See these otherworldly landscapes—created by whisky

After the spirit was consumed, this photographer discovered the sediment left at the bottom of a glass can create surreal imagery.

Scotch whisky can leave sediment behind in a glass. Using colored lights and photo-editing software, photographer Ernie Button turned Macallan Scotch dregs into this planetary pretender.

Washing dishes—the most ordinary of chores—led photographer Ernie Button on a decadelong discovery of a fantasy universe. While placing an empty whisky glass in the dishwasher, he noticed at the bottom a thin residue of evaporated alcohol—specifically, Scotch, the term for a whisky aged more than three years in oak barrels in Scotland. When the last drops of alcohol dried up, they left sediment from the whisky’s distillates. Button took the glass to his studio, laid it on its side, and took pictures.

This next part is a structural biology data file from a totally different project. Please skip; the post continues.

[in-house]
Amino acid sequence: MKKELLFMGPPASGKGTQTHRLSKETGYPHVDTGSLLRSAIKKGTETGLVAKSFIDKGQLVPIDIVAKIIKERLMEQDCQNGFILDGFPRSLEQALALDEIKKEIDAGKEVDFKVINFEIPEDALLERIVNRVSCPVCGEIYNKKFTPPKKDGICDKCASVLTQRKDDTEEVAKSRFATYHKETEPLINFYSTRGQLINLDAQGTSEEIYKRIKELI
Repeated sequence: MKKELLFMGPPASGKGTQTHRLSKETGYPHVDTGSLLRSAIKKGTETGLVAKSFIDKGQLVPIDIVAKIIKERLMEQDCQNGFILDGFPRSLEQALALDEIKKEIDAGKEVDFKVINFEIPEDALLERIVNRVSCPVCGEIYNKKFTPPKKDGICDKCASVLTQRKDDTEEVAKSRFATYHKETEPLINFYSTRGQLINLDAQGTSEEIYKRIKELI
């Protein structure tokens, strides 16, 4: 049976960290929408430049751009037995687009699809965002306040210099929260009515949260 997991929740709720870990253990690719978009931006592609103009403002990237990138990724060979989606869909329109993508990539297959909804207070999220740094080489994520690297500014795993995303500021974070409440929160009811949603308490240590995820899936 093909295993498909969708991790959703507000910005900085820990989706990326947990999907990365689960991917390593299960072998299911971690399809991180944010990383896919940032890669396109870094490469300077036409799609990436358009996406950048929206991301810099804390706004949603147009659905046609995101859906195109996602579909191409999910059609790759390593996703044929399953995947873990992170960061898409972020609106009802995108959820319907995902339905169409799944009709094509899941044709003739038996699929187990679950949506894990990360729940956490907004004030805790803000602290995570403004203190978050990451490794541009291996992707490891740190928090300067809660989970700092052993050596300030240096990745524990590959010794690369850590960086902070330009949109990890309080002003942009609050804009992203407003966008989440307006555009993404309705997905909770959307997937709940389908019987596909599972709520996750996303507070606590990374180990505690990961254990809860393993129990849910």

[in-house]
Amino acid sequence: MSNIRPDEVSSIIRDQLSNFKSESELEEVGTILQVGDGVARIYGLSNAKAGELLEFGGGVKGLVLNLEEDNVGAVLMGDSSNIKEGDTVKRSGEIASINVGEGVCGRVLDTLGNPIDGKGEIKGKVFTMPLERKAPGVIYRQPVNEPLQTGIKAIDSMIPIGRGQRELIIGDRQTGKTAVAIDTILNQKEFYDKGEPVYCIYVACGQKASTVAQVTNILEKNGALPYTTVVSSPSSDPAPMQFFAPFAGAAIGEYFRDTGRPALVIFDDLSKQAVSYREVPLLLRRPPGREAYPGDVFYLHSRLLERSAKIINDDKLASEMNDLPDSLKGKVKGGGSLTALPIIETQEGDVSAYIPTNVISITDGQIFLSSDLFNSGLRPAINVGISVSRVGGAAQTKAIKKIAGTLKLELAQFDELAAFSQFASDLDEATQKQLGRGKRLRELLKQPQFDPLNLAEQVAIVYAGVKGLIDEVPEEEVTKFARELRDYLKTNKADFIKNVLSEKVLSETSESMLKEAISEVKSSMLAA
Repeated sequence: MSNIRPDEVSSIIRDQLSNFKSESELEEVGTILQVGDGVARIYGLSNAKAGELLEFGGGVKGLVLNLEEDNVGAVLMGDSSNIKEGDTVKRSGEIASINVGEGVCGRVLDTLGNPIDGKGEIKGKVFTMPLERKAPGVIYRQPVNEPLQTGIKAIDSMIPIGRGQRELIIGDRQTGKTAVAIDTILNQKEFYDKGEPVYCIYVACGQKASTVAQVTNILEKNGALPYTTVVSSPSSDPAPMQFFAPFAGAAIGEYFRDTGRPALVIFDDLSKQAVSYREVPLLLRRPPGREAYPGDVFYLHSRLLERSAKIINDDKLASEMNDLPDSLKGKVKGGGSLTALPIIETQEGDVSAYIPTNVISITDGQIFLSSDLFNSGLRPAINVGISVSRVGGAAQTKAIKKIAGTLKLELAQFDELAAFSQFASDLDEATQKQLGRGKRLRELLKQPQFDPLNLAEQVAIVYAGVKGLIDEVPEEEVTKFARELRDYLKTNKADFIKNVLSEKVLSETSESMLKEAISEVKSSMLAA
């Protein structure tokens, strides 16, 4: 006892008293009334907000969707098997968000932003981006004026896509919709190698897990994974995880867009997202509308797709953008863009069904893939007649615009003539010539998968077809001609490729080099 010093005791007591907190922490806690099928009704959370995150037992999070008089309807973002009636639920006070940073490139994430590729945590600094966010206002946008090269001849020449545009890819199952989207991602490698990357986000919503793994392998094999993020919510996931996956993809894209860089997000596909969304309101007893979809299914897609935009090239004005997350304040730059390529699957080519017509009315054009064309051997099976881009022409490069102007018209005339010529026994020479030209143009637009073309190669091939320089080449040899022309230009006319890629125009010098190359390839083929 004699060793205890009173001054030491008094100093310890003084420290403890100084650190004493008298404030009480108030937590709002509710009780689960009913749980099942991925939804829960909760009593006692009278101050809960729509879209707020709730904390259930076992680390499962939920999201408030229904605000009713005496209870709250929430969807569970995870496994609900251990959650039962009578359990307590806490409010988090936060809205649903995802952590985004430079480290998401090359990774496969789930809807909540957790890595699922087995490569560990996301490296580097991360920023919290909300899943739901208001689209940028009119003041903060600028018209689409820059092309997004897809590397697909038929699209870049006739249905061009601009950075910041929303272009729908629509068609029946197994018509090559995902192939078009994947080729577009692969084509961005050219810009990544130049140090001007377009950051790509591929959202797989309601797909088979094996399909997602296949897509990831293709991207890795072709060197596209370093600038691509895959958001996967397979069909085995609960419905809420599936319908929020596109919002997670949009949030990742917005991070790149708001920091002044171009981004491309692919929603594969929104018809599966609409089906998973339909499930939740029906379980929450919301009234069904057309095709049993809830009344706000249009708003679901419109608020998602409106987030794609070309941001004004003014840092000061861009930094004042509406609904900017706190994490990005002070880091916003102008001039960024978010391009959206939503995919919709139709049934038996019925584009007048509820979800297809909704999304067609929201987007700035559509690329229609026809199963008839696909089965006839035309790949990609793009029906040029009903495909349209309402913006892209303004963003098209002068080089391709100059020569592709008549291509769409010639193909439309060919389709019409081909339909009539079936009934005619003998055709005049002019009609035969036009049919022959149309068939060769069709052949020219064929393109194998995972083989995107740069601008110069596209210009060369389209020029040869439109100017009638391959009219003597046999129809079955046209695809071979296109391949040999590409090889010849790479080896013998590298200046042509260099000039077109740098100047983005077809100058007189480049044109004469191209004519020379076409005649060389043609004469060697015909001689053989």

The whisky-sediment patterns are like snowflakes; each has a unique design. They all, however, are light gray until Button lights them with multicolored lamps. The gray lines and swirls spring to life and make the rich designs resemble colorful landscapes of planets and moons. “I think of it as drinks and a show,” he says. Through trial and error, Button found that only Scotch whiskies accumulate enough sediment. The oldest he’s photographed is a 25-year-old whisky. (Verdict: no big difference.)

In contrast to photographers who shoot epic scenes in exotic locales, Button looks inward and stays local. Before photographing spirits, he created landscapes with breakfast cereal boxes and chronicled the disappearance of coin-operated rides at grocery stores. Button’s work proves there are wild things to be observed in everyday life, even in dirty dishes.

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